As far as heirlooms are concerned, it’s certainly no ordinary family treasure.
A long-lost portrait of the tenth Duke of Hamilton has been reunited with the family after it was sold almost a century ago.
Now on display at Lennoxlove House in Haddington, the impressive oil painting – previously owned by Lord Cowdray – captures the duke in military uniform alongside his Arabian charger.
The artist behind the portrait is none other than Sir Henry Raeburn, one of Scotland’s most famous artists whose sitters included Sir Walter Scott and other leading Scottish figures – although his most famous work is his painting of Reverend Robert Walker, known as The Skating Minister.
Fraser Niven, chief executive of Hamilton and Kinneil Estates, said: “We are delighted that the painting has been reunited with the family at long last and that it is on display to the public.”
The portrait of the tenth Duke of Hamilton – a politician and art collector – was originally housed at Hamilton Palace in South Lanarkshire, which was demolished in the 1920s.
Known as El Magnifico, the duke filled the palace with art treasures and an extensive library.
Raeburn began the massive 8ft by 6ft oil painting in or around 1812. But when he died 11 years later, the completed picture was still at his studio in York Place – because the duke had not paid the bill.
Not long after Raeburn’s death the Duke of Hamilton did eventually acquire the picture.
The portrait sold for 3300 guineas – £3465 – in 1919.
In September, it was snapped up at a Christie’s auction for £67,250.
Mr Niven said: “The tenth Duke of Hamilton was a fantastic collector and had a number of paintings done of himself. But the collection was sold and separated out across the globe.”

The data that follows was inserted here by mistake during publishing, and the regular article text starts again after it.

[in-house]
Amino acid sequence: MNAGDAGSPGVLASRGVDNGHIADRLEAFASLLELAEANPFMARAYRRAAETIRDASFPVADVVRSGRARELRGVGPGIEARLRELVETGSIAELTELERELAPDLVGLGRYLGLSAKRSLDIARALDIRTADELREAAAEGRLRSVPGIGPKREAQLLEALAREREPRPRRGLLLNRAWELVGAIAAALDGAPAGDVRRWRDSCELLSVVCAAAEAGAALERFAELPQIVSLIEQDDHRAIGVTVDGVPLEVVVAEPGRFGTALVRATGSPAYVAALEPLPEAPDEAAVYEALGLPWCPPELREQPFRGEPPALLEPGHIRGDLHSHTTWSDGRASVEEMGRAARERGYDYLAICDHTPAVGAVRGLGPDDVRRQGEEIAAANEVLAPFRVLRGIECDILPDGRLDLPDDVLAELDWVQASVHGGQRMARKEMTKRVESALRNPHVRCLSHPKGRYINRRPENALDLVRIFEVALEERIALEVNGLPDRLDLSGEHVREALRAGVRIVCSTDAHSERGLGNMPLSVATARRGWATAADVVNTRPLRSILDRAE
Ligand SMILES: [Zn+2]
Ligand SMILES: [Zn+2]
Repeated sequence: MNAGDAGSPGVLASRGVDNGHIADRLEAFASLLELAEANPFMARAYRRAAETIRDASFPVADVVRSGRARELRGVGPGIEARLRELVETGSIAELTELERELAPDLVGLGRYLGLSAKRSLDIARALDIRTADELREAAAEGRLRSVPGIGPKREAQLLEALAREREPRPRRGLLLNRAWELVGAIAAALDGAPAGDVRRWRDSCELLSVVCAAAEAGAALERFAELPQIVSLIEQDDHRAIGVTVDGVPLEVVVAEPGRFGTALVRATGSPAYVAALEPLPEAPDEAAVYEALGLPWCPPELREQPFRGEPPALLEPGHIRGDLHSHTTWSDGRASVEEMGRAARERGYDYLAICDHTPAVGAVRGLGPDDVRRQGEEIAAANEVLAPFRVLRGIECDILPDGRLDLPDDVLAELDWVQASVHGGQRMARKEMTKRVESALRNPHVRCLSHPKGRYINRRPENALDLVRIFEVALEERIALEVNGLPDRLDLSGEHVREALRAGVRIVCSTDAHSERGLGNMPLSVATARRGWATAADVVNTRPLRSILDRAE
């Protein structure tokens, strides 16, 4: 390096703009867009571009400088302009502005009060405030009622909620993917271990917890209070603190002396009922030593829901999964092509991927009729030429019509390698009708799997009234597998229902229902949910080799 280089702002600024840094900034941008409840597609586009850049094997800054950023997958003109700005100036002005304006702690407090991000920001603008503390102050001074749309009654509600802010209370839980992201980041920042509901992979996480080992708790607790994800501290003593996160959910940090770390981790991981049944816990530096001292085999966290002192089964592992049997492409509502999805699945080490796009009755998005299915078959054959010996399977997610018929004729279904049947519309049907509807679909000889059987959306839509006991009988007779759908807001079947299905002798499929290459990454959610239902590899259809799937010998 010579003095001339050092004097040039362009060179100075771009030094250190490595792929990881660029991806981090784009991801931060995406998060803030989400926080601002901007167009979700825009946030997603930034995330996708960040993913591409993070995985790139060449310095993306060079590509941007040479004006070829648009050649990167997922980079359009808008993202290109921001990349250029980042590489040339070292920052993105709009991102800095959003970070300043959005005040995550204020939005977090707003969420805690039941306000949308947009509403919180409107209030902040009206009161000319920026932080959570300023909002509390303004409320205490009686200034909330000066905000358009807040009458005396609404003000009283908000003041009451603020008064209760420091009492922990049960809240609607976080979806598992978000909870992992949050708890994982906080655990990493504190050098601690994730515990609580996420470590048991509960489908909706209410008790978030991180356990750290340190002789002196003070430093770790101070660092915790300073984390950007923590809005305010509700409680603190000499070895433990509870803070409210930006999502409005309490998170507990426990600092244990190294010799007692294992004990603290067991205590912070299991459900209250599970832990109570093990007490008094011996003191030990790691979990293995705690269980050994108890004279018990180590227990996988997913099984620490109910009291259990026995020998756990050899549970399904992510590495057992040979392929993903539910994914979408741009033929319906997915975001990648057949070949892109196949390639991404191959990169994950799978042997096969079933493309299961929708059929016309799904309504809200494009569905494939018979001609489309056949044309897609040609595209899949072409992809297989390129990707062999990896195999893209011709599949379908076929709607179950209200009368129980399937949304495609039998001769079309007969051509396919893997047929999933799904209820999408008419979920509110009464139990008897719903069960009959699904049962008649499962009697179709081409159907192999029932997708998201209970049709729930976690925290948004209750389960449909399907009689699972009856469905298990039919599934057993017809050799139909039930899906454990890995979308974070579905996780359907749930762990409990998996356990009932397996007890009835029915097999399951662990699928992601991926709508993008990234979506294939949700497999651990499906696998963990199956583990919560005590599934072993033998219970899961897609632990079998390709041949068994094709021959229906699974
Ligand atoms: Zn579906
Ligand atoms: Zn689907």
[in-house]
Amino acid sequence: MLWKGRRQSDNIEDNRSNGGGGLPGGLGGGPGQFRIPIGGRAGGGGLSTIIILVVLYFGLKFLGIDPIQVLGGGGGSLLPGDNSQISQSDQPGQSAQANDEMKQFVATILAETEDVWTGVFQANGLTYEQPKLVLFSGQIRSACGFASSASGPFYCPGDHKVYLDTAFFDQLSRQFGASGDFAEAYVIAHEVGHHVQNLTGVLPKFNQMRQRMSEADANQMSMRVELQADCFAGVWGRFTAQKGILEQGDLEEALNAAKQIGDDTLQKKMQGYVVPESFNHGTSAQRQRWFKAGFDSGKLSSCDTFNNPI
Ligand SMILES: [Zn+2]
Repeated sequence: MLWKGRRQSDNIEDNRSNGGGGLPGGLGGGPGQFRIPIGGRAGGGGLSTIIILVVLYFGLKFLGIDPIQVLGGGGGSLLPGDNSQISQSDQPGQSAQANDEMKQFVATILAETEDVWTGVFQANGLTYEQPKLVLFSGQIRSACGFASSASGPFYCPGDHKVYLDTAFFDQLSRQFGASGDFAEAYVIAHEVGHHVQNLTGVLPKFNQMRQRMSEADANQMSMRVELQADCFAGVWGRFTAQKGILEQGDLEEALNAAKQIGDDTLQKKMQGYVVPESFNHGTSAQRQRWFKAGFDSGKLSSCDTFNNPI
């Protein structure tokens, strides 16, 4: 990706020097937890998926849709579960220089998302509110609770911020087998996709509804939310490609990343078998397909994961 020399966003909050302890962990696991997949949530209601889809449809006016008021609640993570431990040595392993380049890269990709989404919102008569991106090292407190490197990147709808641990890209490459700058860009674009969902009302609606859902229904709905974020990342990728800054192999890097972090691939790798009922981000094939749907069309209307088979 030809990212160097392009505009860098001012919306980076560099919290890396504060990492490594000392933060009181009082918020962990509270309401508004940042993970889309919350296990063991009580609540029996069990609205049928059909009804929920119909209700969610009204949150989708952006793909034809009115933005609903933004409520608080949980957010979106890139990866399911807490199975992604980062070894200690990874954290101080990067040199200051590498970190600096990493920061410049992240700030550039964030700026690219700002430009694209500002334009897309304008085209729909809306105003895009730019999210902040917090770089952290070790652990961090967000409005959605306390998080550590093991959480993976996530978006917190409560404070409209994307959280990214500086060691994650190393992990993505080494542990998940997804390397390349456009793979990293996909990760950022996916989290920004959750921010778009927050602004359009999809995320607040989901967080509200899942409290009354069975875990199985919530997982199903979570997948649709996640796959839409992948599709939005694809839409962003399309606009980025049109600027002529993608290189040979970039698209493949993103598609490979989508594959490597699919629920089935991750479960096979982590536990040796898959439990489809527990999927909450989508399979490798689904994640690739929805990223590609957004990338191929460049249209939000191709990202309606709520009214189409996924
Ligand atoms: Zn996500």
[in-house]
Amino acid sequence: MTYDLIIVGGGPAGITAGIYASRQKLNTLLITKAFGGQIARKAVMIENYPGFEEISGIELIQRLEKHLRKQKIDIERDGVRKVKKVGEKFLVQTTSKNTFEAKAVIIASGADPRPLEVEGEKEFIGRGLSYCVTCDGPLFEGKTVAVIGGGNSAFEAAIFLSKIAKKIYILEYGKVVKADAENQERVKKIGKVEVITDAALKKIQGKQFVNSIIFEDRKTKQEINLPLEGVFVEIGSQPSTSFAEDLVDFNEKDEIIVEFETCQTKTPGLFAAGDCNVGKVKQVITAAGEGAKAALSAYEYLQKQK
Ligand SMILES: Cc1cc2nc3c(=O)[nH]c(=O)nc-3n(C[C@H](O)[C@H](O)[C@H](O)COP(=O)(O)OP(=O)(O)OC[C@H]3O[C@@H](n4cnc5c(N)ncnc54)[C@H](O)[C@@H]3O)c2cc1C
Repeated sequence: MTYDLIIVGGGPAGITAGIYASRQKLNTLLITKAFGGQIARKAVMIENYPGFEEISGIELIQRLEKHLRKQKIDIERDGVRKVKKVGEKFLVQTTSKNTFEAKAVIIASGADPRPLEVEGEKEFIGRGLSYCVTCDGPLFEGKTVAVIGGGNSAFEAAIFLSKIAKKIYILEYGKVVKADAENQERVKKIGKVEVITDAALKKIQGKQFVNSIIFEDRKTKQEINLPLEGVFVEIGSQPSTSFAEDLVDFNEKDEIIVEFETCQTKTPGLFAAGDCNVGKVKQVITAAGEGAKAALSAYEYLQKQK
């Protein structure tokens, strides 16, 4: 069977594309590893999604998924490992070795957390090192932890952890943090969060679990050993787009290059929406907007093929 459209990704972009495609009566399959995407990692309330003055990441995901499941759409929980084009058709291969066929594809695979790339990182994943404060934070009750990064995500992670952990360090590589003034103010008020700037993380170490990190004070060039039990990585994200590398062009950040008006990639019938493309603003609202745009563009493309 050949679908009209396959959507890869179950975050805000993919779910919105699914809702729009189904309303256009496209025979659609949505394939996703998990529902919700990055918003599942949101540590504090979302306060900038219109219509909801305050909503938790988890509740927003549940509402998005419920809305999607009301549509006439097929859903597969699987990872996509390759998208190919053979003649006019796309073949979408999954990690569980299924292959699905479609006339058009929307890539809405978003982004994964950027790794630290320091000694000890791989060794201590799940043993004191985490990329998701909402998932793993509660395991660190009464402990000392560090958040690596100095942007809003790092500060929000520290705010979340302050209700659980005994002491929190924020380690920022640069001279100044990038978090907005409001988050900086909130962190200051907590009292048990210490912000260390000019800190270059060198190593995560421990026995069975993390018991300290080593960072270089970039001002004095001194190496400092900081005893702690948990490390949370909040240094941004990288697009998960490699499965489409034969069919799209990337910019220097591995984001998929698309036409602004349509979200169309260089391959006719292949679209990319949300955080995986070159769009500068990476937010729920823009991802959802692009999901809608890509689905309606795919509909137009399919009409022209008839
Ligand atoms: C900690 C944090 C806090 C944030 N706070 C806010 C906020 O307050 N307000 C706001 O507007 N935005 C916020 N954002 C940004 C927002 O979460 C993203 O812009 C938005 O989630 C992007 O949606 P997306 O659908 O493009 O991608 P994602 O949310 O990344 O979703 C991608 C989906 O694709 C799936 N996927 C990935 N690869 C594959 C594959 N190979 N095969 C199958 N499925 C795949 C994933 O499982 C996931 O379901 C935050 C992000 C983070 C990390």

The present duke’s grandfather was keen to get the Raeburn portrait back in to the collection in the 1960s, but his attempts were unsuccessful.
The family’s luck changed when the current duke, Alexander Douglas Hamilton, found out about a sale organised by Viscount Cowdray, 67, believed to be Britain’s 66th richest man.
Mr Niven added: “The painting itself is hung in the great hall where we have family events for visitors – it reinforces the whole feeling of a house which is a home.
“That is something that we try and portray to people who use the house for weddings.”
The duke’s uncle, Lord Selkirk of Douglas, said: “In order to make Lennoxlove wind and water tight and completely safe it was necessary to raise funds by selling paintings. Happily, it has not been a totally one-way process and the picture of the tenth duke, who was a great collector of art as well as being ambassador to Moscow, is one of Sir Henry Raeburn’s most evocative pictures which should be housed in Scotland.
“It is now prominently displayed in the Great Hall in Lennoxlove, where it will be seen by the public.
“My father tried to purchase the picture more than 50 years ago and at long last it has come home.”